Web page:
It’s easy to dwell on the the corner office or flexible schedule, but the perks business leaders enjoy are accompanied with enormous responsibility. Anyone can hide away from his or her employees or berate workers constantly, but it takes commitment to crawl into the trenches with your employees and provide genuine leadership. You won’t find any simple recipe to providing quality leadership, but you can avoid common pitfalls that will limit your business’s potential.
Lack of Feedback
Employers consistently challenge their workers to increase productivity with rousing “buckle down and try harder” speeches, but diligent employees will become frustrated with constant claims questioning their work ethic. There’s a time and a place for a kick in the pants, but successful leaders generate productivity by helping their employees work smarter, not harder.
Personal and candid feedback empowers employees to improve in areas of weakness and build on strengths. Employees tend to dismiss group criticism as someone else’s problem, but frank feedback keeps employees accountable and demonstrates a commitment to their success. The next time you start writing a speech to fire up the troops, consider adjusting your strategy and write down a recent success and shortcoming for every employee. Then, look each one in the eye and discuss how he or she can succeed — that’s leadership.
Refusal to Delegate
Whether you started your own business or earned your way to the top within a company, chances are direct business action got you to the top. A proposal presentation, design concept or customer interaction may have led you to the top, but the ability to delegate responsibly will cement your status as an effective leader. The resource management, conflict resolution and problem solving that accompanies leadership means you can’t be as involved in the direct function of the company, so stop trying.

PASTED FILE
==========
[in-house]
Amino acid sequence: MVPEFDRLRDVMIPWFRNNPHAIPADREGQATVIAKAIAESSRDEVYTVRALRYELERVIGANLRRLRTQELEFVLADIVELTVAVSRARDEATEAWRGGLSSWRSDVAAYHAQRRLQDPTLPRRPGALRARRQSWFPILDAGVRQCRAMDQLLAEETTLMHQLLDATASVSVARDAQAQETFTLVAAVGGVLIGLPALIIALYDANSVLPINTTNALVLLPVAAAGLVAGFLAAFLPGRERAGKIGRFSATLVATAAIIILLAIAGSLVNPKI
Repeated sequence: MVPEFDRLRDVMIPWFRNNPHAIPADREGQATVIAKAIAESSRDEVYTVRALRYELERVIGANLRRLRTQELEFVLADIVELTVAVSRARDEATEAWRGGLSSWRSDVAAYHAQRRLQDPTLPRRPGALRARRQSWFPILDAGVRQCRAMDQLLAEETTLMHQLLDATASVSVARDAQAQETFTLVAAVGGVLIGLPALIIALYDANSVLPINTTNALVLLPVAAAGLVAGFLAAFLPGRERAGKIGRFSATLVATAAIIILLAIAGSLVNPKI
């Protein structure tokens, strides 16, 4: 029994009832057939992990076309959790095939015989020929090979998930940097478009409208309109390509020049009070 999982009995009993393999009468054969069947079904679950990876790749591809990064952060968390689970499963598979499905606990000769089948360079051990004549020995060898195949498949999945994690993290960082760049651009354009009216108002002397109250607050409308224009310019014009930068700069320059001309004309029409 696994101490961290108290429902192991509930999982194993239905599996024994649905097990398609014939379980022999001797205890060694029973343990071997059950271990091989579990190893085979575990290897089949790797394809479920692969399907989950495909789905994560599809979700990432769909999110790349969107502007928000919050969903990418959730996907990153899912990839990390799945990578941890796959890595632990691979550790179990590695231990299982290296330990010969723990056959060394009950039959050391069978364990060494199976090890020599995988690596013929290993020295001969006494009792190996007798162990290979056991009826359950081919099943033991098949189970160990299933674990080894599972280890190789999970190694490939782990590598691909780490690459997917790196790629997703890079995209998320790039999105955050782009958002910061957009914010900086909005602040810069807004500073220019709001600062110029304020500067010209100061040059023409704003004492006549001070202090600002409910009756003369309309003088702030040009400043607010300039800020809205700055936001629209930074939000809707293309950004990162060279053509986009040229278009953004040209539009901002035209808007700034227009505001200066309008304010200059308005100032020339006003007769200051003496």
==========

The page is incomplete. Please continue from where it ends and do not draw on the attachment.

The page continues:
Delegating important tasks can feel like handing your baby to a stranger, but in order for your company to grow, new employees must be challenged. Leadership guru Jim Collins says “An organization cannot be truly great unless it can be great without you.”
During a time of transition or a slow quarter, it’s tempting to uproot the current processes in favor of trendy alternatives. Tinkering business leaders always want to find an edge, but too much process turbulence compromises your business’s vision. If your employees seem to be making inconsiderate business decisions, perhaps they don’t have a clear definition of success. Do you?
Your business’s purpose and goals should be easily recognizable to potential customers and, more importantly, your employees. A direct mission statement provides employees with a picture of success, making it easier to define goals. Regularly express the company’s vision from different angles, whether it’s at the start of the meeting or at the bottom of an email thread.
Day-to-day functions are the product of a greater vision. Keep everybody informed as your processes transform and you’ll reach your business’s goals.